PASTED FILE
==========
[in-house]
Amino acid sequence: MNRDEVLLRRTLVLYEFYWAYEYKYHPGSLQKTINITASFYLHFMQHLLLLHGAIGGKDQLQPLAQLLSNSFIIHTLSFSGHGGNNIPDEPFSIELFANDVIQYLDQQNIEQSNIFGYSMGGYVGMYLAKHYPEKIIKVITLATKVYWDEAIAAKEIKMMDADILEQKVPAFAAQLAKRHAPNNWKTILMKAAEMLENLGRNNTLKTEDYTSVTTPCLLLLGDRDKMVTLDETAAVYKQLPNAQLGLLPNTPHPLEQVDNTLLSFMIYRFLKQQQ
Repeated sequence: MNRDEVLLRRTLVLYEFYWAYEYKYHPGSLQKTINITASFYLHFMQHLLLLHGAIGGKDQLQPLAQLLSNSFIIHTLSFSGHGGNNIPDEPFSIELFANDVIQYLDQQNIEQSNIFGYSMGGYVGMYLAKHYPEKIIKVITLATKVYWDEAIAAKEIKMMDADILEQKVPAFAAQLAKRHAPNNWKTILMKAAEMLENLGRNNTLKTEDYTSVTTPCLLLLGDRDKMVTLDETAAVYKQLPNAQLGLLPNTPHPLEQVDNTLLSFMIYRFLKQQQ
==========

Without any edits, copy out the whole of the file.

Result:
[in-house]
Amino acid sequence: MNRDEVLLRRTLVLYEFYWAYEYKYHPGSLQKTINITASFYLHFMQHLLLLHGAIGGKDQLQPLAQLLSNSFIIHTLSFSGHGGNNIPDEPFSIELFANDVIQYLDQQNIEQSNIFGYSMGGYVGMYLAKHYPEKIIKVITLATKVYWDEAIAAKEIKMMDADILEQKVPAFAAQLAKRHAPNNWKTILMKAAEMLENLGRNNTLKTEDYTSVTTPCLLLLGDRDKMVTLDETAAVYKQLPNAQLGLLPNTPHPLEQVDNTLLSFMIYRFLKQQQ
Repeated sequence: MNRDEVLLRRTLVLYEFYWAYEYKYHPGSLQKTINITASFYLHFMQHLLLLHGAIGGKDQLQPLAQLLSNSFIIHTLSFSGHGGNNIPDEPFSIELFANDVIQYLDQQNIEQSNIFGYSMGGYVGMYLAKHYPEKIIKVITLATKVYWDEAIAAKEIKMMDADILEQKVPAFAAQLAKRHAPNNWKTILMKAAEMLENLGRNNTLKTEDYTSVTTPCLLLLGDRDKMVTLDETAAVYKQLPNAQLGLLPNTPHPLEQVDNTLLSFMIYRFLKQQQ